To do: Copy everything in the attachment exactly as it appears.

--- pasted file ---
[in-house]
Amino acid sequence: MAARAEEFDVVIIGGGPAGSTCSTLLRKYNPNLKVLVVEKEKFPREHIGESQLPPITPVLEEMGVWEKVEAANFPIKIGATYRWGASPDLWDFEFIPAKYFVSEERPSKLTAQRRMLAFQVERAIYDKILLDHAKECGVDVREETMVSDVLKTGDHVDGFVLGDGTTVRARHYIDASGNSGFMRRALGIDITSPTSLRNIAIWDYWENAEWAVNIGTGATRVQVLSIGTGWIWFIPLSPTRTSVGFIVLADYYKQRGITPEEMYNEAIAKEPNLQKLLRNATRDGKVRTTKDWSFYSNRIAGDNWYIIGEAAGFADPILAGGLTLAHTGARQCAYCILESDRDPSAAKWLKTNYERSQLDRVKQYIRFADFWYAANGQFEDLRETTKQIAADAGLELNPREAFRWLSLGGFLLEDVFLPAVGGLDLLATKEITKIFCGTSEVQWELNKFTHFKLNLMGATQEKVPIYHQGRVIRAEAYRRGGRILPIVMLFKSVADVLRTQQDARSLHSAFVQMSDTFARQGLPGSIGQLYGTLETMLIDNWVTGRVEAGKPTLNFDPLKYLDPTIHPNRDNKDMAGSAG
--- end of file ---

[in-house]
Amino acid sequence: MAARAEEFDVVIIGGGPAGSTCSTLLRKYNPNLKVLVVEKEKFPREHIGESQLPPITPVLEEMGVWEKVEAANFPIKIGATYRWGASPDLWDFEFIPAKYFVSEERPSKLTAQRRMLAFQVERAIYDKILLDHAKECGVDVREETMVSDVLKTGDHVDGFVLGDGTTVRARHYIDASGNSGFMRRALGIDITSPTSLRNIAIWDYWENAEWAVNIGTGATRVQVLSIGTGWIWFIPLSPTRTSVGFIVLADYYKQRGITPEEMYNEAIAKEPNLQKLLRNATRDGKVRTTKDWSFYSNRIAGDNWYIIGEAAGFADPILAGGLTLAHTGARQCAYCILESDRDPSAAKWLKTNYERSQLDRVKQYIRFADFWYAANGQFEDLRETTKQIAADAGLELNPREAFRWLSLGGFLLEDVFLPAVGGLDLLATKEITKIFCGTSEVQWELNKFTHFKLNLMGATQEKVPIYHQGRVIRAEAYRRGGRILPIVMLFKSVADVLRTQQDARSLHSAFVQMSDTFARQGLPGSIGQLYGTLETMLIDNWVTGRVEAGKPTLNFDPLKYLDPTIHPNRDNKDMAGSAG